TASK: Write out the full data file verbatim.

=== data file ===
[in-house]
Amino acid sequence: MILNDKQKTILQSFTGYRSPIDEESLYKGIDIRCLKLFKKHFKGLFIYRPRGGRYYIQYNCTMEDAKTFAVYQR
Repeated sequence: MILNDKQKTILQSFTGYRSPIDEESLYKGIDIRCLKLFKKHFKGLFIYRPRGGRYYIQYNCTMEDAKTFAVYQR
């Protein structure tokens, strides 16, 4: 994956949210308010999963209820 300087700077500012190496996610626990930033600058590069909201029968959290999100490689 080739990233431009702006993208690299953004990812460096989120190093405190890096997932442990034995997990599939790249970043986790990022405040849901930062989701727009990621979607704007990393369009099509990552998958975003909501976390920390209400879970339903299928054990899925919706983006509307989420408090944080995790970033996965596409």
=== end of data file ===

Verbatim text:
[in-house]
Amino acid sequence: MILNDKQKTILQSFTGYRSPIDEESLYKGIDIRCLKLFKKHFKGLFIYRPRGGRYYIQYNCTMEDAKTFAVYQR
Repeated sequence: MILNDKQKTILQSFTGYRSPIDEESLYKGIDIRCLKLFKKHFKGLFIYRPRGGRYYIQYNCTMEDAKTFAVYQR
């Protein structure tokens, strides 16, 4: 994956949210308010999963209820 300087700077500012190496996610626990930033600058590069909201029968959290999100490689 080739990233431009702006993208690299953004990812460096989120190093405190890096997932442990034995997990599939790249970043986790990022405040849901930062989701727009990621979607704007990393369009099509990552998958975003909501976390920390209400879970339903299928054990899925919706983006509307989420408090944080995790970033996965596409």